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P.T. Kaukinen et al.: Movement control reliability in knee OA
observational data support the importance of loading in the
progression of the disease19.
Several stud ies have assessed the tests of MC of the lum bar
spine22,23, hip24, neck15 or head and eyes coordination25
showing good reliability and validity. It has been suggested
that movement control impairment (MCI) represents a
subgroup of low back pain and that group-specific treatment
interventions may be more efficient than non-specific
interventions26. To our knowledge MC tests have not yet been
investigated in subjects with painful knee OA.
There is no gold standard for MCI assessment in lower
extremities. It has been suggested that the diagnosis of
MCI should be based on the visual observation of active
movements and functional activities in different starting
positions17,27-3 0 . Therefore, we developed a test battery of
six motor tasks. Because clinical tests are vulnerable for
mistakes, bias and different perceptions, it is important to
evaluate their reliability. Thus, the aim of this study was to
assess intertester and intratester reliability of MC tests in
patients with knee OA and subjects without either knee pain
or previous diagnosis of OA.
Materials and methods
Study design
Six active movement control tests were developed
based descriptions by Sahrmann, Cook and Comerford and
Mottram16,17,3 0 , and in accordance with earlier studies in low
back pain23, and intertester and intratester reliability study
was conducted. The test performance by each participant
was filmed in a standardized manner. Two experienced
physiotherapists rated the test performance blinded to
the patients and to each other on 3-point scale as correct,
incorrect or failed. The study was conducted according to
Helsinki Declaration and approved by The Ethics Committee
of Kuopio University Hospital. All participants gave written
informed consent prior enrollment.
Study sample
The sample size requirement for comparing coefficients
of intertester agreement was calculated by selecting the
level of significance as alpha=0.01 and power [beta=0.80]
for testing hypothesis 0 (H0): kappa (k)1 0.4 versus H1: k1
0.4, the required sample size for group testing would be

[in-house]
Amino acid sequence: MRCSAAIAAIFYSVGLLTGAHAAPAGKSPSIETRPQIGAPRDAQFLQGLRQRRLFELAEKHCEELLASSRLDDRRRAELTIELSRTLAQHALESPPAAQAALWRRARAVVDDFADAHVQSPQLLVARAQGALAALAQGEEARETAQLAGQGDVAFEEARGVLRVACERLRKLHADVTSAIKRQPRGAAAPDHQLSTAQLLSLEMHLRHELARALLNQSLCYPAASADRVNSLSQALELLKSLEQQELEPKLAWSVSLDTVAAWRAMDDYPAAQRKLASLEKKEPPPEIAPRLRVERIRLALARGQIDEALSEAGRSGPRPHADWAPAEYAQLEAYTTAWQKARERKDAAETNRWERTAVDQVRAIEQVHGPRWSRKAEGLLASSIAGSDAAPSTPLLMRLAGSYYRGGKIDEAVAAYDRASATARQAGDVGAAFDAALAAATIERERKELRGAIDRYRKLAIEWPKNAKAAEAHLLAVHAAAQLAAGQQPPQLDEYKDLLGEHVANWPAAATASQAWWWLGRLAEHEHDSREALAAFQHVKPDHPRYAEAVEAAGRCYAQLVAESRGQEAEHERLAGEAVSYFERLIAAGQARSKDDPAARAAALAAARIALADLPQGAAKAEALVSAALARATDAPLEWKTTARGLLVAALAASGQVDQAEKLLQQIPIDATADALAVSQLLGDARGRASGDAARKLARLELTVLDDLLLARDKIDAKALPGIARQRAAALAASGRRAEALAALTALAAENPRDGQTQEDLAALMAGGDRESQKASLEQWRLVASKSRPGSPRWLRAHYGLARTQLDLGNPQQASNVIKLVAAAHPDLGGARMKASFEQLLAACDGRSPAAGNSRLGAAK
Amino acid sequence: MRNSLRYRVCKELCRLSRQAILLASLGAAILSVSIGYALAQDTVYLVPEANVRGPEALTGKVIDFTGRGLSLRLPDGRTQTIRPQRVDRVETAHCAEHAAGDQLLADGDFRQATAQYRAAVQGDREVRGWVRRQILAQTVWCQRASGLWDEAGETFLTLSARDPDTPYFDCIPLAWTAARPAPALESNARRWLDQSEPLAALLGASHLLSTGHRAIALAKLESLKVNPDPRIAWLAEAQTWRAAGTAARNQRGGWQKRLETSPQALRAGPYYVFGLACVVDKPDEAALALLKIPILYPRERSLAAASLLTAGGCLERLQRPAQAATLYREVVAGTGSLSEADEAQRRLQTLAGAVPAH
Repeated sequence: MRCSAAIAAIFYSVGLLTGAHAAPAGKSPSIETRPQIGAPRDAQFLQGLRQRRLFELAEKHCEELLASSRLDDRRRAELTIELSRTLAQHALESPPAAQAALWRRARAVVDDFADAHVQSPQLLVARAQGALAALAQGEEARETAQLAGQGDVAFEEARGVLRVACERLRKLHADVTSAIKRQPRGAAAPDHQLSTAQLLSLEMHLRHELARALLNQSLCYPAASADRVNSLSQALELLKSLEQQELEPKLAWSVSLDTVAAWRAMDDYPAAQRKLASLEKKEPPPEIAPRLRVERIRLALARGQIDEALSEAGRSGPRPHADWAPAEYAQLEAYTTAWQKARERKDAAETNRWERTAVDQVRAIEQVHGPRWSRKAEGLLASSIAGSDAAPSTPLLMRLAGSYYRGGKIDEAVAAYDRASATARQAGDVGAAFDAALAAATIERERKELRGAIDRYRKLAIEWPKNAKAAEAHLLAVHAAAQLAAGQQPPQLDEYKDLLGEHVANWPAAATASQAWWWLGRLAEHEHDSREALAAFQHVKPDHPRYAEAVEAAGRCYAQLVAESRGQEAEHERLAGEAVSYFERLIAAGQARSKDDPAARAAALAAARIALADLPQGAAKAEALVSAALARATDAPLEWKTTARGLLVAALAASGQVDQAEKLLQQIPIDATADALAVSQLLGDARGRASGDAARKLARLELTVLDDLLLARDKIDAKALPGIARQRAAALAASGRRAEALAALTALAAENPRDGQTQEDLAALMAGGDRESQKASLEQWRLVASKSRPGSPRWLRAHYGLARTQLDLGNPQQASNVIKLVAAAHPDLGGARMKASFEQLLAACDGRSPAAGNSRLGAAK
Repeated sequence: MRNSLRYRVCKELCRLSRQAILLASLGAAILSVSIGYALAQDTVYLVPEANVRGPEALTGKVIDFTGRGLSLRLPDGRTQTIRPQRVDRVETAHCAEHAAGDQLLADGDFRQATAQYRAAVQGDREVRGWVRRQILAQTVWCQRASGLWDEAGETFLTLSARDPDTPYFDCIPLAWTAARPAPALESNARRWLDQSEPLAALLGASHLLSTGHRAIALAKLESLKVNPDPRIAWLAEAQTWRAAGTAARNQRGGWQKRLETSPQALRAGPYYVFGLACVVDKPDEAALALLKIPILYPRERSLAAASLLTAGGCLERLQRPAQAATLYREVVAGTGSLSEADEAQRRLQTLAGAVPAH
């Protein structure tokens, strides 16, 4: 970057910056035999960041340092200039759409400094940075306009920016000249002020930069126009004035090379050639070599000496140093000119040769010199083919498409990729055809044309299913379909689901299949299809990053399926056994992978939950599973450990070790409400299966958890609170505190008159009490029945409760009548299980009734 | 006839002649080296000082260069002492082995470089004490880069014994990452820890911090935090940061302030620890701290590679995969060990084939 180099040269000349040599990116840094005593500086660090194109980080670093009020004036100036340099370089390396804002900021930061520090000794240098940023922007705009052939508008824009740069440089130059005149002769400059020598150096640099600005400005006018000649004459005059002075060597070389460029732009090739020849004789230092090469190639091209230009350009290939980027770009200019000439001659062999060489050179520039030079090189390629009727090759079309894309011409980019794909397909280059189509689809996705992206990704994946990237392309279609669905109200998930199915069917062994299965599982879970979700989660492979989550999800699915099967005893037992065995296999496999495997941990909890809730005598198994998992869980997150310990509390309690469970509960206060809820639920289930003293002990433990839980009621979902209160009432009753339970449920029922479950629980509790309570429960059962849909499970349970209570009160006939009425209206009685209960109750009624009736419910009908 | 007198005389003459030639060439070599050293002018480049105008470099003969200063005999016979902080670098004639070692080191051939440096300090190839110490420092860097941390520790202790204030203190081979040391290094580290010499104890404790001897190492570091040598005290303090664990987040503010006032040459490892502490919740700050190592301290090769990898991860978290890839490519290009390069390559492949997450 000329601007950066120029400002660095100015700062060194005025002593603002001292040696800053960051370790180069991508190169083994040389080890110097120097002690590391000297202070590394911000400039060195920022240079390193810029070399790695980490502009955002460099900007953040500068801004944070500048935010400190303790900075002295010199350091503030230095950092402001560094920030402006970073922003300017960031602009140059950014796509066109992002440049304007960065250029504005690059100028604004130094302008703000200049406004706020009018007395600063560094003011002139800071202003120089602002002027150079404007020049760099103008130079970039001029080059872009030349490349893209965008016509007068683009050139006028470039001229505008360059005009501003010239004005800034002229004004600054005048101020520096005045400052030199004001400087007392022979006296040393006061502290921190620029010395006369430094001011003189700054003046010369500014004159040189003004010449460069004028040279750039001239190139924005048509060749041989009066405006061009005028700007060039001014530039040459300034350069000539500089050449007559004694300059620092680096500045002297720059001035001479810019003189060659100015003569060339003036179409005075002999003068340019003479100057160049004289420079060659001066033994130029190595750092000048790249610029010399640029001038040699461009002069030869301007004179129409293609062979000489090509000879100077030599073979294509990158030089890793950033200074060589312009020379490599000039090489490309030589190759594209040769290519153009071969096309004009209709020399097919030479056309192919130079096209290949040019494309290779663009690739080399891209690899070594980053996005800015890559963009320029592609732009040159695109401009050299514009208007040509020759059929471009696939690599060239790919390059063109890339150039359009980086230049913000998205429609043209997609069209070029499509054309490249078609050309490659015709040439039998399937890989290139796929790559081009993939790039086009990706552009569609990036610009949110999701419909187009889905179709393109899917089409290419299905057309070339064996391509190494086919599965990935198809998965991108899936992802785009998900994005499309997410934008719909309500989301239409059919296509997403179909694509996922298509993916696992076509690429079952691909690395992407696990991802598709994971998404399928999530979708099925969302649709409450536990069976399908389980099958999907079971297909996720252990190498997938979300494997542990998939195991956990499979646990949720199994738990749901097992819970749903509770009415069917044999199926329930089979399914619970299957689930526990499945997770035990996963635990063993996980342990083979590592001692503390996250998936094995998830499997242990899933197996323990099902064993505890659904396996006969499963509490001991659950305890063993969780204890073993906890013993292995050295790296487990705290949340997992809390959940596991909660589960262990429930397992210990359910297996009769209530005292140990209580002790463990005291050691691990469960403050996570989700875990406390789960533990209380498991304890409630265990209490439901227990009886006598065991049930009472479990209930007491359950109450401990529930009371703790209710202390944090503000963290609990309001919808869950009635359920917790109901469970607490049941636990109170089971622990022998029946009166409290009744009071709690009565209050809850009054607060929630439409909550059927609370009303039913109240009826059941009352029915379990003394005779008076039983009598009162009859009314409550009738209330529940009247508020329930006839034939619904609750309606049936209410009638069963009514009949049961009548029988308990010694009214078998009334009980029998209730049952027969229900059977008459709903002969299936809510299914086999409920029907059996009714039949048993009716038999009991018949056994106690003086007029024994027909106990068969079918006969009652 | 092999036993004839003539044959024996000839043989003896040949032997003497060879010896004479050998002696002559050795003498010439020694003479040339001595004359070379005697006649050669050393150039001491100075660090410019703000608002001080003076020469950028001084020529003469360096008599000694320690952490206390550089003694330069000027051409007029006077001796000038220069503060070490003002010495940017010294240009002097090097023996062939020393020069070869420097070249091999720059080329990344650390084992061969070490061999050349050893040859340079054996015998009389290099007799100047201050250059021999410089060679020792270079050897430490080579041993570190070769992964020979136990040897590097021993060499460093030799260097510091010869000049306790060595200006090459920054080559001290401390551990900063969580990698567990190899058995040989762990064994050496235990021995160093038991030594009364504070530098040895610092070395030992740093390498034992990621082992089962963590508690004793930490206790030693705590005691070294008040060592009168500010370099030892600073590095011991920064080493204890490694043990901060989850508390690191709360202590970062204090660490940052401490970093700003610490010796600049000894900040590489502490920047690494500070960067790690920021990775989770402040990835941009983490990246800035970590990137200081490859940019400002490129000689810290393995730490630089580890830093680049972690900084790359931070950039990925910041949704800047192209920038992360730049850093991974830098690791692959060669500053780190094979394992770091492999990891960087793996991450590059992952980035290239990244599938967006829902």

36 cases for good [k index 0.40] strength of agreement31
[31]. The sample size was set as n=40 to cater for a potential
drop- out rate of 10%.
It was considered important to include in to the study
sample subjects who would perform the tests well in order
to increase variability and thus avoid a possible bias of the
results of too many incorrect or failed test performance31.
Twenty-nine (29) subjects with knee OA and 12 volunteers
without either knee pain or previous diagnosis of OA (later in
the text: controls) participated. The inclusion and exclusion
Tabl e 1. Inclusion criteria for knee OA subjects and exclusion criteria for all subjects.
Inclusion criteria for knee OA subjects:
1Pain within and/or around the knee (WOMAC pain subscale for 24 h prior to study entry >0)
2Kellgren-Lawrence 1-4 radiographic knee OA1
3Pain within the last year in and/or around the knee occurring on most days for at least a month
4Age > 18 years
Exclusion criteria for knee OA subjects and controls:
1Other present pain problem or a central or peripheral nervous system condition causing sensory dysfunction (e.g., stroke, multiple
sclerosis, spinal cord disorders or peripheral nerve lesion)
2History of radicular pain from lower back (L3-S1) during the previous year
3History of total arthroplasty of knee or hip joint
4Severe depression or other severe psychiatric disorder
5Indemnity problems
6Cognitive impairment
7Fibromyalgia or other widespread pain disorder
8Any other unstable disease (e.g., cancer, acute trauma or infection)
9Inflammatory arthritis or other systemic connective tissue disease
10 Inability to come to the hospital for evaluations
11 Inadequate knowledge of the Finnish language (inability to understand the standardized instructions)
12 Current use of analgesics or drugs that modify central pain modulation (e.g. tricyclic antidepressants, serotonin-norepinephrine
reuptake inhibitors and gabapentinoids)
13 Inability to be without any pain medication for 24 h before the investigation
1Please, see Materials and methods. The radiographs were evaluated according to Kellgren-Lawrence (K-L) grading in which 0 means no
OA and 4 refers severe OA33.
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P.T. Kaukinen et al.: Movement control reliability in knee OA
criteria are presented in Table 1. Knee OA diagnosis was
based on clinical symptoms and knee radiographs32. The
knee OA subjects were recruited via local primary health care
providers and from the outpatient clinics of orthopaedics and
physical and rehabilitation medicine of Kuopio University
Hospital, and the controls from colleagues, friends and family
members of the research team.
Evaluation of knee radiographs
The standard plain radiograhps from the symptomatic
knee joint(s) were obtained from the knee OA subjects
on clinical basis as a part of usual clinical practise. The
radiographs were evaluated by two readers experienced in
clinical radiographic evaluation (PTK and JPA) according to
Kellgren-Lawrence (K-L) grading in which 0 means no OA and
4 refers severe OA33.
Test protocol
At the beginning of the test visit, the knee OA subjects
completed a validated Finnish version of the Western
Ontario and McMaster Universities Arthritis Index (WOMAC)
questionnaire34, 35. Knee pain severity of both knees was